COVID-19 Evidence Alerts
from McMaster PLUSTM

Current best evidence for clinical care (more info)

Prognosis Melo GC, Araujo KCGM COVID-19 infection in pregnant women, preterm delivery, birth weight, and vertical transmission: a systematic review and meta-analysis. Cad Saude Publica. 2020;36(7):e00087320. doi: 10.1590/0102-311x00087320. Epub 2020 Jul 17.

In less than four months, the total of confirmed cases of COVID-19 was 1,684,833 worldwide. Outcomes among the public of pregnant women with COVID-19 are still unclear. We performed a systematic review and meta-analysis to analyze whether COVID-19 in pregnant women is related to premature birth and birth weight, and to summarize the diagnostic results of neonates born to mothers with COVID-19 for investigating the possibility of vertical transmission. Searches were performed in PubMed, Scopus, LILACS, Web of Science, Google Scholar, Preprints, bioRxiv, and medRxiv. We used the odds ratio (OR) and mean difference (MD) as measure of analysis. Summary estimates were calculated using random effects models. 38 studies were included; data from 279 women were analyzed; 60 patients were diagnosed with COVID-19. The meta-analysis showed no significant association between COVID-19 and preterm delivery (OR = 2.25; 95%CI: 0.96, 5.31; p = 0.06; I² = 0%). No significant relationship was found between birth weight and COVID-19 (MD = -124.16; 95%CI: -260.54, 12.22; p = 0.07; I² = 0%). Among 432 newborns, 10 were reported with positive results for early SARS-CoV-2. Due to the characteristics of the studies, the level of evidence of this meta-analysis was considered very low. COVID-19 in pregnant women may not be associated with the occurrence of preterm deliveries or the birth weight of the newborn children, however the evidence to date is very uncertain. A few reports suggest vertical transmission of SARS-CoV-2 to newborn is possible, but evidence is still uncertain.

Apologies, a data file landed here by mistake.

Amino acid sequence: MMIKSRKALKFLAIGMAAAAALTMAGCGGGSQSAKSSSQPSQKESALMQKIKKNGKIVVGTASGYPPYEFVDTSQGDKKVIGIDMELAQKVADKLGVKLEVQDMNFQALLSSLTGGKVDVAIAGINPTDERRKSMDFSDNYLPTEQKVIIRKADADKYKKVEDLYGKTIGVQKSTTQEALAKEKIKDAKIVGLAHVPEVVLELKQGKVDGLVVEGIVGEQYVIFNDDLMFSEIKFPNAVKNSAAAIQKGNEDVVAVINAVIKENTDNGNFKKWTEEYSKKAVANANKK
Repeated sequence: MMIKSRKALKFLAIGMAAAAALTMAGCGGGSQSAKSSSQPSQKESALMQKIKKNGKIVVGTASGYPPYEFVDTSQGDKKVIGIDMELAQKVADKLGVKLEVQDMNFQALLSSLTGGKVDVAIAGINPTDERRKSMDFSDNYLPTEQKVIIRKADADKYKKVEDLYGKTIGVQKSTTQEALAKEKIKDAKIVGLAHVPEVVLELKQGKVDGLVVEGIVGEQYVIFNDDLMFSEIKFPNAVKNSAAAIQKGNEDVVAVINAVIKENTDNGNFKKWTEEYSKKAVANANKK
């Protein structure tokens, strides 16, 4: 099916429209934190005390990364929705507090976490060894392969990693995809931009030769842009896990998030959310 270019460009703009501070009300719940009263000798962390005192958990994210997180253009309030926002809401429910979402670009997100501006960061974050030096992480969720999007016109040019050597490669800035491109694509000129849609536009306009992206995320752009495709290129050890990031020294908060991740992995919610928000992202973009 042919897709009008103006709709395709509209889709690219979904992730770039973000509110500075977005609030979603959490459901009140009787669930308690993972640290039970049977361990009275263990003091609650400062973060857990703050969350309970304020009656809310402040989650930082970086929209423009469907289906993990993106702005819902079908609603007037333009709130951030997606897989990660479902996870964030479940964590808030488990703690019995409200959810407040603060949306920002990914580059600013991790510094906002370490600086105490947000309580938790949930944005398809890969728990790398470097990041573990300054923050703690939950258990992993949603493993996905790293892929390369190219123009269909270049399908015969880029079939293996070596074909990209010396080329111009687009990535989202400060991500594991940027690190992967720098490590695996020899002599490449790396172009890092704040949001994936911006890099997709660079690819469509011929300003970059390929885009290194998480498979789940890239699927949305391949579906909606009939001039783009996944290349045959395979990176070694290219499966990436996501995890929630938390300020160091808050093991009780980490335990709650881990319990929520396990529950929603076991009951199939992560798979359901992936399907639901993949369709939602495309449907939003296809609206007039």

Discipline / Specialty Area Score
Family Medicine (FM)/General Practice (GP)
Infectious Disease
Pediatric Neonatology
Internal Medicine
Comments from MORE raters

Family Medicine (FM)/General Practice (GP) rater

It is relevant information to know in case patients ask about COVID and pregnancy. The information does not have impact on practice.

Internal Medicine rater

This is a meta-analysis of very low quality studies, with only limited evidence to inform on the question.

Obstetrics rater

The data is still unclear and this review echoes what people already know that unlikely to have any effect or the data are still unclear. So this is not particularly useful except to clear preconceived ideas.